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One Of The Ex-Cops Charged In George Floyd’s Death Is Released On Bail

Former Minneapolis police officer Thomas Lane had been on the job for just four days when George Floyd died after fellow cop Derek Chauvin pressed his knee into Floyd's neck for nearly nine minutes.

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Minnesota Files Civil Rights Charge Against Minneapolis Police
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Minnesota Files Civil Rights Charge Against Minneapolis Police

The FBI has also announced a civil rights investigation into George Floyd's death. Derek Chauvin, the former police officer who was seen on video kneeling on the neck of George Floyd, was arrested and charged with murder.

One of four former Minneapolis police officers charged in connection with the death of George Floyd was released from jail Wednesday afternoon after posting bond.

Thomas Lane, who had been on the job just four days when Floyd was killed, was released on a $750,000 conditional bail at 4:08 p.m. Wednesday, according to Hennepin County jail records.

Lane is facing charges of aiding and abetting both second-degree unintentional murder and second-degree manslaughter after Floyd's death during an arrest. Two other former officers, Tou Thao and J. Alexander Kueng, are also charged with aiding and abetting.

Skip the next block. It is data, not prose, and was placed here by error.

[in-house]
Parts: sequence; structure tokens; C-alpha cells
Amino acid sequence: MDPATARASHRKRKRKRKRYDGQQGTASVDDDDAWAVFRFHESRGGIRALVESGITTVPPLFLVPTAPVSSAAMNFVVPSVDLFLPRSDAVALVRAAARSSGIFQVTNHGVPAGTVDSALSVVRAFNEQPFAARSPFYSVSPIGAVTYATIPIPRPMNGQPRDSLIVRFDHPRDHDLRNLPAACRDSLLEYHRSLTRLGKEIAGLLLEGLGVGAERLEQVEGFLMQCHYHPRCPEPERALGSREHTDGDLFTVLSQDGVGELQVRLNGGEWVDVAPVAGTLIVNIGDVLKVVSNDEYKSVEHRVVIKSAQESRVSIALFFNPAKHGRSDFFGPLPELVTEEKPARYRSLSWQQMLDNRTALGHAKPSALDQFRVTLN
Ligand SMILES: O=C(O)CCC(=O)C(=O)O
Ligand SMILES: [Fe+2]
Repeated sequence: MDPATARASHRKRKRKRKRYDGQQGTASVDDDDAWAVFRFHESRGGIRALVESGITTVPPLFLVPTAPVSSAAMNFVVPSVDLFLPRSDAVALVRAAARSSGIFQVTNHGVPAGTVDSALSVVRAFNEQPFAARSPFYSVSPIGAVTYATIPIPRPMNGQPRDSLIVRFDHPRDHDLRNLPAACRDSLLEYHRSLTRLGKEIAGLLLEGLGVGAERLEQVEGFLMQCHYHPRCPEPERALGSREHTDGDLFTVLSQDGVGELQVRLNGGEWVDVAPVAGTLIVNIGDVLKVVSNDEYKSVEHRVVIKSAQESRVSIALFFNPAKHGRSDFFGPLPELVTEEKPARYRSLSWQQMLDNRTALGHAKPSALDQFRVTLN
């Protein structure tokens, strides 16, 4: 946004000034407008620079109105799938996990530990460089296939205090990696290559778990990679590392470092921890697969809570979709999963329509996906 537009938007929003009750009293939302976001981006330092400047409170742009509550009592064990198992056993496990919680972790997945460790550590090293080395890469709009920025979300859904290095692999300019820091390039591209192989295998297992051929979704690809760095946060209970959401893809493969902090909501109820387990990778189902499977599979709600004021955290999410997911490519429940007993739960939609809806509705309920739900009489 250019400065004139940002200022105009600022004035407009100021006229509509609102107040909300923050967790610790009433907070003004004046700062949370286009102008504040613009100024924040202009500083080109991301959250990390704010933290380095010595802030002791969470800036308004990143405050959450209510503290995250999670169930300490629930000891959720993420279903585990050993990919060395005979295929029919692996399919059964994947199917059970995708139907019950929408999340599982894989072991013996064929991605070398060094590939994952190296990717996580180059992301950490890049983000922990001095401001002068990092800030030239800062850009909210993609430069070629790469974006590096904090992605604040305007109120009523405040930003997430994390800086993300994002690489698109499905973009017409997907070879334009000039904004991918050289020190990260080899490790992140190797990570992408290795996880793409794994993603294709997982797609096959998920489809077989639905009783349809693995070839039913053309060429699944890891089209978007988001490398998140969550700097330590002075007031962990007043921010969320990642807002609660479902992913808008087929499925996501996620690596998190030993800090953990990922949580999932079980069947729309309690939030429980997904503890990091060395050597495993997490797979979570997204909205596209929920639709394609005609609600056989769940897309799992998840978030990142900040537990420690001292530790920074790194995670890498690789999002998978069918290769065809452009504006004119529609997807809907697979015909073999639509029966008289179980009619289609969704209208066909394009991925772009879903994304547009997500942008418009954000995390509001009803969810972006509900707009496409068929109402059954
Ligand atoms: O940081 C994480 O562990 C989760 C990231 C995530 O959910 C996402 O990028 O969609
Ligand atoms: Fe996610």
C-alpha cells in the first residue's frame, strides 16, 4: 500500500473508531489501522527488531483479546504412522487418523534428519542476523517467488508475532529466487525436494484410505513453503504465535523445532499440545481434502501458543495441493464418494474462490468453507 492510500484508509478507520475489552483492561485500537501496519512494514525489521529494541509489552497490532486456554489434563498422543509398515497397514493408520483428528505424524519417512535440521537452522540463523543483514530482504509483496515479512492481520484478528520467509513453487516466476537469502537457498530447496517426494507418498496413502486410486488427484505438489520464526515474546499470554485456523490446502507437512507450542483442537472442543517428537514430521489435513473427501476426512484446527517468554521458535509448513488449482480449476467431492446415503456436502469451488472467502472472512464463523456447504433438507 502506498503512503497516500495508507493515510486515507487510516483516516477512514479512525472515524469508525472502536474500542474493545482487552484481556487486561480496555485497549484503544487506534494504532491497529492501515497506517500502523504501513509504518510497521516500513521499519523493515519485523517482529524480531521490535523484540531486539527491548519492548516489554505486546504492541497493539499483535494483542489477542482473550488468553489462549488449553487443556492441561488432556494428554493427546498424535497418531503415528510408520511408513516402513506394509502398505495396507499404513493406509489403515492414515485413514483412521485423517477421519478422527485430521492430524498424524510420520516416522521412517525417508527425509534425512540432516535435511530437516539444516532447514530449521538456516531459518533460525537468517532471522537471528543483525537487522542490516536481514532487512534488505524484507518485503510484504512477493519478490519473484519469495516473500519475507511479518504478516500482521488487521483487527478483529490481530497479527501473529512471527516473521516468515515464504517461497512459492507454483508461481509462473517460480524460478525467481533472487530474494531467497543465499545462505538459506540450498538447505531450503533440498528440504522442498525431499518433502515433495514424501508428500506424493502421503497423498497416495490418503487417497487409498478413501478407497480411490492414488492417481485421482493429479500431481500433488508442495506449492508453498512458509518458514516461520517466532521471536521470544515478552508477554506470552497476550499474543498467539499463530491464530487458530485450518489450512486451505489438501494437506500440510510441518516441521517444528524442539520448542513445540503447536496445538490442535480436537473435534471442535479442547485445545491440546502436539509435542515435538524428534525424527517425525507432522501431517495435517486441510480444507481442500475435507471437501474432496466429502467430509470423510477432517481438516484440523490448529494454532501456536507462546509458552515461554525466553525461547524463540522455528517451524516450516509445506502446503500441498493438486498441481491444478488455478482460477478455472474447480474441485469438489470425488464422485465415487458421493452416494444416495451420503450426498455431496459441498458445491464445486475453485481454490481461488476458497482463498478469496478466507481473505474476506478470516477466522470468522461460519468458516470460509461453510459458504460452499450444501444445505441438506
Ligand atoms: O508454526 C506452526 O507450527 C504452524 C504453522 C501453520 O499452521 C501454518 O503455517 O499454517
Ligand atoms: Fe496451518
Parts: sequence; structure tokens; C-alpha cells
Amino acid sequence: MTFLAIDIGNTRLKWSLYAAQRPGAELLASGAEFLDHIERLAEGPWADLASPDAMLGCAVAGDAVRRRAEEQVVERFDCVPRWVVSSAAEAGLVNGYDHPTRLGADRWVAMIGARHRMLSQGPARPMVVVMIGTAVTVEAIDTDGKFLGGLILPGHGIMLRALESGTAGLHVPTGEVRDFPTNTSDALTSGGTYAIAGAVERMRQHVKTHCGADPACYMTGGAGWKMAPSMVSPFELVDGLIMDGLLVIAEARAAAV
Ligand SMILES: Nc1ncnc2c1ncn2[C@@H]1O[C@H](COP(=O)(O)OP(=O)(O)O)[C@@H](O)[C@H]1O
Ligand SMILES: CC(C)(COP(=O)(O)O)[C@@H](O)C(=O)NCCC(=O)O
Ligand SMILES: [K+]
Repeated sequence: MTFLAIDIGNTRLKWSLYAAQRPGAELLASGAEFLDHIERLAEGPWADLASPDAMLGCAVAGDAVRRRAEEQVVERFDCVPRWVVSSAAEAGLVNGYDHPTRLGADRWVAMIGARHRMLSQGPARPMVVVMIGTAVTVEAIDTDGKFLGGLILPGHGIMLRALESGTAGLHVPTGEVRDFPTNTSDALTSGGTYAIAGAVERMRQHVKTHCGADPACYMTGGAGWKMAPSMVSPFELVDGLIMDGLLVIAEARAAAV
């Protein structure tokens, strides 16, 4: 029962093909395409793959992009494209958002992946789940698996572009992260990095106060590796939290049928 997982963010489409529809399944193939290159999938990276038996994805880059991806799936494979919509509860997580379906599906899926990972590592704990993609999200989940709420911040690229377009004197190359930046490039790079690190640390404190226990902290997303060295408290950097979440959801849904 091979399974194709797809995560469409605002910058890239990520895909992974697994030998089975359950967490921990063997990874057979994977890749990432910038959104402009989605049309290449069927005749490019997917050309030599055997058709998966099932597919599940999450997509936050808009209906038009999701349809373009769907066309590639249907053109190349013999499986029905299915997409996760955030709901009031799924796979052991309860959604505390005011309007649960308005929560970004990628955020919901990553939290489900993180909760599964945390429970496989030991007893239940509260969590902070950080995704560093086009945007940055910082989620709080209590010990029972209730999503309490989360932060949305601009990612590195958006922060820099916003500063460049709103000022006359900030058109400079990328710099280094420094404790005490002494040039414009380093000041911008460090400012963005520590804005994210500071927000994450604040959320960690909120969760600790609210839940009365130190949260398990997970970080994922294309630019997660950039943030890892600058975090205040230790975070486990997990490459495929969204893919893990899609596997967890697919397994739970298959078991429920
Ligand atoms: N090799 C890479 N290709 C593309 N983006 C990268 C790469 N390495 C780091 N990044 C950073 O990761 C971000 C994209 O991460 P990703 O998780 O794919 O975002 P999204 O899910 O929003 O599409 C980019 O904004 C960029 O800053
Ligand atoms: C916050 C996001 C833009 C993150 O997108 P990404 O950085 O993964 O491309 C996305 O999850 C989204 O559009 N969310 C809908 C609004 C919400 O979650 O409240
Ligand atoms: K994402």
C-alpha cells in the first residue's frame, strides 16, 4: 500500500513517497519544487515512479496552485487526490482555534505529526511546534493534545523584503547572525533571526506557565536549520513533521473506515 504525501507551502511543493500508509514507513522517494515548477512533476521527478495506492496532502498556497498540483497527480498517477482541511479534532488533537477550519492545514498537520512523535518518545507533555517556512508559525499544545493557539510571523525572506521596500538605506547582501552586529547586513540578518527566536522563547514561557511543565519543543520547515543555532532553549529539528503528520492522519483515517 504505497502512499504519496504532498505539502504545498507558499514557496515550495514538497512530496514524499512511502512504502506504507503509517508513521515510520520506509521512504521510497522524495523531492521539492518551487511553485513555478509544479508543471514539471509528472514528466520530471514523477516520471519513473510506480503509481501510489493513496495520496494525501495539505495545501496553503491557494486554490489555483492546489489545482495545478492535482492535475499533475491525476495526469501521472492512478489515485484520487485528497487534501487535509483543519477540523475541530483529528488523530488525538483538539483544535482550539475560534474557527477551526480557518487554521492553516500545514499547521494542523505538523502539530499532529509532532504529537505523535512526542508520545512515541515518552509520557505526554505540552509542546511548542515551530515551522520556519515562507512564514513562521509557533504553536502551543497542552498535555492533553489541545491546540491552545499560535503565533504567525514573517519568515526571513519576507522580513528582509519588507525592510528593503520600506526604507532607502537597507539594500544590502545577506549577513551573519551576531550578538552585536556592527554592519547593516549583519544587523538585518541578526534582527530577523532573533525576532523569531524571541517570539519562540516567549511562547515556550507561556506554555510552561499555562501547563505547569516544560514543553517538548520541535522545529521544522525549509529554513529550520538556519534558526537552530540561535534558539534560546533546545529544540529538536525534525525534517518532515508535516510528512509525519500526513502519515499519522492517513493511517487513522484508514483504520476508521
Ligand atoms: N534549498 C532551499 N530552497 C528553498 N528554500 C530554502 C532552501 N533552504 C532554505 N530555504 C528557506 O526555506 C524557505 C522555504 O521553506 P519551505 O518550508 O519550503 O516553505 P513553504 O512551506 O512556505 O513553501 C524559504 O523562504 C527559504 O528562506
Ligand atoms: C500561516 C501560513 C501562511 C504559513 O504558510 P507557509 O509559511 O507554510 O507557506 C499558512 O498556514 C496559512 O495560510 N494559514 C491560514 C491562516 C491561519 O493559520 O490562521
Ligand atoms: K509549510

Fellow former officer Derek Chauvin—who was seen on video pressing his knee into Floyd’s neck for nearly nine minutes as the 46-year-old pleaded that he couldn't breathe—has been charged with second-degree murder and manslaughter.

Thomas Lane Ap

Lane’s attorney Earl Gray said in a court appearance last week that Lane had been working for the Minneapolis Police Department for just four days when Floyd was killed, local station KARE reports.

Gray said that while holding down Floyd’s legs so he couldn’t kick, Lane asked Chauvin twice whether they should turn Floyd over; however, Chauvin allegedly replied, "No, staying put where we got him."

“What is my client supposed to do but follow what the training officer said?” Gray asked.

Gray also said he believed Lane “did everything he was supposed to do as a police officer” and also tried to perform CPR on Floyd in the ambulance.

He has described the case against his client as “weak,” local station WCCO reports.

“(Lane was) pounding on this guy trying to revive him. Where is the willful intent?” he said.

Gray stirred controversy earlier this week when he suggested during a CNN interview that bystanders, not Chauvin's fellow officers, were to blame for not intervening. He quickly backtracked from those comments during the same interview.

Gray told The Minneapolis Star Tribune that he planned to file a motion to dismiss the charges against Lane.

Floyd’s death has sparked outrage across the country as protesters have taken to the streets to demand justice and police reforms. In Minneapolis, city council members have announced they plan to defund and dismantle the Minneapolis police department and plan to focus on a more community-based approach instead.

The three remaining officers charged in Floyd’s death remain behind bars as of Thursday morning, according to jail records.

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